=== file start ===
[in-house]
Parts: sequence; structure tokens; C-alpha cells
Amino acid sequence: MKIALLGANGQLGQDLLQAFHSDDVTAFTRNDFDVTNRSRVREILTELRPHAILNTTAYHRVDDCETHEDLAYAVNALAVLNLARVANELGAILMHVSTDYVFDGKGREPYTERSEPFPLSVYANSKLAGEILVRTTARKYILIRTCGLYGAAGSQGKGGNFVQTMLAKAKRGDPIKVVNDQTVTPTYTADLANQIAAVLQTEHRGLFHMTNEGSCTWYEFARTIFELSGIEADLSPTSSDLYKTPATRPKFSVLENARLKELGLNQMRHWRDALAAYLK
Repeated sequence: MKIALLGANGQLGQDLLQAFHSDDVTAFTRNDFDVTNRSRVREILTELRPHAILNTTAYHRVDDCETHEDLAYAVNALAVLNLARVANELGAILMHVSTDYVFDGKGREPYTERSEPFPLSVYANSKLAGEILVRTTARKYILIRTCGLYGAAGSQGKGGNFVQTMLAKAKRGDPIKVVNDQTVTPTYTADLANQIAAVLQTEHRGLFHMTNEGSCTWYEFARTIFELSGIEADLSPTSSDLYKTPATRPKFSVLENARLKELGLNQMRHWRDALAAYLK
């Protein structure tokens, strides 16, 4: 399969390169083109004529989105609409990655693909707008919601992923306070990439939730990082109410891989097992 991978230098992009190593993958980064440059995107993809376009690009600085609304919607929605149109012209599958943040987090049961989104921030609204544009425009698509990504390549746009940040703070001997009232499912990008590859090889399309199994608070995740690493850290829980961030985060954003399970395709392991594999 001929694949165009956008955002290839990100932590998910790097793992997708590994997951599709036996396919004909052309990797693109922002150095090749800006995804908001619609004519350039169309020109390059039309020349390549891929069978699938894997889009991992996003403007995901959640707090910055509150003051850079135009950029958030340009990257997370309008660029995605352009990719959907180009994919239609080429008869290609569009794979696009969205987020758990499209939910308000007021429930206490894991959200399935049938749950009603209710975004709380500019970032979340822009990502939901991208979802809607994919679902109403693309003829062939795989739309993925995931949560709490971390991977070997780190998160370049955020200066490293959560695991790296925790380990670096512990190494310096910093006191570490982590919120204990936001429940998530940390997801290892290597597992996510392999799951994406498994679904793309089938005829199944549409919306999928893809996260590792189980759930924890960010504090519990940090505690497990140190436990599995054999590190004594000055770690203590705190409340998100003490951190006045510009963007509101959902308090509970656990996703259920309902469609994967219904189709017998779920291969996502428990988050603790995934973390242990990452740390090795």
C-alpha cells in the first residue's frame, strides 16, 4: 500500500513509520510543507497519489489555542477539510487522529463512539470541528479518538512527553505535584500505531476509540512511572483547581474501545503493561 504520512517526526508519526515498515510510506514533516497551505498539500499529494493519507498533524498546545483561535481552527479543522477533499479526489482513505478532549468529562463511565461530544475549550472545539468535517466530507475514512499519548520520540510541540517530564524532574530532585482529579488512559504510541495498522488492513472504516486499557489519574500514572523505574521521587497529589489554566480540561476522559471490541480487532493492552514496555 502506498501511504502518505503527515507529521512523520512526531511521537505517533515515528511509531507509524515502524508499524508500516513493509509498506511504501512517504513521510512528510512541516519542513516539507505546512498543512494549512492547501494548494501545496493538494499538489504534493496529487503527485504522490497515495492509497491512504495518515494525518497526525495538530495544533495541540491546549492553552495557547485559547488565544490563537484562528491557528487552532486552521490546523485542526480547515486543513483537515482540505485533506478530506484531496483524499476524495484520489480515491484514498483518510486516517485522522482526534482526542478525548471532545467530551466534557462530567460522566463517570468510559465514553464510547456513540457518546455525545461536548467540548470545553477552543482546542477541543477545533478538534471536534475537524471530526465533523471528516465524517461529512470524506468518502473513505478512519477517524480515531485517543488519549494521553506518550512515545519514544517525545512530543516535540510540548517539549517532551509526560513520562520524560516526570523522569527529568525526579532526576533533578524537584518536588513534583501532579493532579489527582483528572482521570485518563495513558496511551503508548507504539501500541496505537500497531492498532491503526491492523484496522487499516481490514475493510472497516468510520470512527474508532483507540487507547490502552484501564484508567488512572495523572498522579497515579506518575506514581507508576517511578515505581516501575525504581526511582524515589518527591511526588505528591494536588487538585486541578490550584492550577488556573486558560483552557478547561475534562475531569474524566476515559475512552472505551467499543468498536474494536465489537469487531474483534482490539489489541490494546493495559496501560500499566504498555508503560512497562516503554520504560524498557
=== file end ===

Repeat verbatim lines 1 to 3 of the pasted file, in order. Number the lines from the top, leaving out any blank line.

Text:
[in-house]
Parts: sequence; structure tokens; C-alpha cells
Amino acid sequence: MKIALLGANGQLGQDLLQAFHSDDVTAFTRNDFDVTNRSRVREILTELRPHAILNTTAYHRVDDCETHEDLAYAVNALAVLNLARVANELGAILMHVSTDYVFDGKGREPYTERSEPFPLSVYANSKLAGEILVRTTARKYILIRTCGLYGAAGSQGKGGNFVQTMLAKAKRGDPIKVVNDQTVTPTYTADLANQIAAVLQTEHRGLFHMTNEGSCTWYEFARTIFELSGIEADLSPTSSDLYKTPATRPKFSVLENARLKELGLNQMRHWRDALAAYLK